“I would get somewhere, covered in flour and looking crazy because I was working so hard, and then put on the dress and be the business woman,” reflected Jaynelle St. Jean, owner of Pietisserie, a wildly successful pie bakery based in Berkeley, CA. “If you didn’t work in food, you wouldn’t know how hard I was working.” Her loyal customers, we suspect, know all about the hard work that goes into making Jaynelle’s unique pies. With their unusual flavors (think beet, grapefruit and chocolate pumpkin) and striking looks, it’s no wonder that these pies have garnered coverage in People Magazine and The New York Times, as well as a following in Mexico and a customer base that ensures robust attendance at its eagerly anticipated holiday pop-ups. Jaynelle’s success didn’t come overnight; when she was still doing all the baking herself, she often had to be prepared to change roles and transform from slightly harried baker to composed businesswoman. It was early on when the back breaking nature of the labor and the challenge of being a one-woman-show became clear to her. “It’s such hard work. I remember the day when I realized – maybe three or four months in – ‘I haven’t sat down in 15 hours!’.”
Jaynelle’s path to professional baking success didn’t begin in the way one might expect; she rarely baked as a child, had no interest in becoming a pastry artist when she was growing up, and never went to culinary school or did an apprenticeship. Before Pietisserie, she worked in event planning and public relations in New York City. Born and raised in San Francisco, she initially found the fast pace of New York life rewarding. “A lot of my social environment was very much design, culture and media – all of the cool stuff, all of the cool people – experimental, creative people.” When she moved to Hawaii with a boyfriend, Jaynelle saw her life in New York from a different vantage point. “I slept when I was tired, I woke up when I was rested, I made really good food. I got lots of sunshine. And then I started really questioning if the fast-paced lifestyle was for me – trying to come up, trying to make it, very transactional. I just felt like maybe that wasn’t what was right for me. Around that time, I became seriously interested in food.”
Still, she had not yet formed any concrete plans for a food business. But when she left Hawaii to return to New York for an opportunity to work on a travel television show, the opportunity didn’t pan out and her interest in food deepened and became something of an anchor. “It was actually quite difficult to be there. I found food to be grounding, because it was real. In a world that has a lot of superficiality, food was always true and beautiful at the same time. What gave me peace was going to the Union Square Farmers’ Market on my lunch break. I would take conference calls at the kitchen in my office and make food from scratch in the toaster oven. I had vases of fresh produce on my desk. I started to volunteer at green markets, doing cooking demos and teaching kids how to cook from scratch.” Having determined that New York City was no longer for her, she returned to California, and decided to explore selling pies to the public. She baked pie in her mother’s kitchen and gave it away to people gathered outside, handing slices through the kitchen window. “I decided to just make the three pies I knew how to make at the time, and give slices away as an ode to how I wanted to feel in my life, which is not rushed. I was doing this because that’s how I wanted to feel; that’s where the business came from. It was a gathering, and an offering.” A friend who attended the event suggested that she open a pie business, and Pietisserie was born.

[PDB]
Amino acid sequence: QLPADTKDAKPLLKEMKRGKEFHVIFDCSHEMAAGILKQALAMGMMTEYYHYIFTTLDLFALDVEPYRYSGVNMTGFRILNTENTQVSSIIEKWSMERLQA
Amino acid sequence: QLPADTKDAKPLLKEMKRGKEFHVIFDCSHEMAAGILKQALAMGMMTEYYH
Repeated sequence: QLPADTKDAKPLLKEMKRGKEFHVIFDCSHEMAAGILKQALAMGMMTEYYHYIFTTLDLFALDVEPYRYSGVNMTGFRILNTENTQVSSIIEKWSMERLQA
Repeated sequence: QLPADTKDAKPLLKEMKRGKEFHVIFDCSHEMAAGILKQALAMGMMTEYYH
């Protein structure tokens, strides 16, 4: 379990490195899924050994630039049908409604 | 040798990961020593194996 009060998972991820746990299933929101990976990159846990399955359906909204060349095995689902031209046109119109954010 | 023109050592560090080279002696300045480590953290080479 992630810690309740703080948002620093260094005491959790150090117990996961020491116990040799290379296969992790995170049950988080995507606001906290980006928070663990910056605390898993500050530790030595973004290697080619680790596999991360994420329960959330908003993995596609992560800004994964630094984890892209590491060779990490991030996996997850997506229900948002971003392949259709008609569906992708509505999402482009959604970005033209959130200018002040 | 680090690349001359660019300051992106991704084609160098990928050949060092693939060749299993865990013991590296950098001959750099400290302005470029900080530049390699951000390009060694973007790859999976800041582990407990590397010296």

In addition to being a powerful statement, Jaynelle’s pie giveaway made good business sense. In effect, it was a market test, a relatively inexpensive way to gauge interest in a new product. Although the test was extremely successful, she continued to experiment and improve the pies. “One pie after the next, one makes observations and improves. It was good enough to make it worth getting better.” Perhaps relying on her New York City design awareness, she built a mobile version of her mother’s kitchen window and brought it with her to farmers’ and produce markets, where she sold her pies, handing them through the window just as she did when she gave away pies from her mother’s kitchen. “So for two years, I had this little window – it was adorable. It was made from PVC pipe, so I could break it down and stick it in my car. I could show up anywhere. It had salmon shutters and a black and white awning. I had a lot of fun going to markets in my neighborhood, looking at different produce, and combining those with other things that I loved. It was just this blossoming of creativity for me, and that’s what I became known for. I became known for this pie window, and for delicious pies that were really pretty, and for flavor combinations that people hadn’t had before.”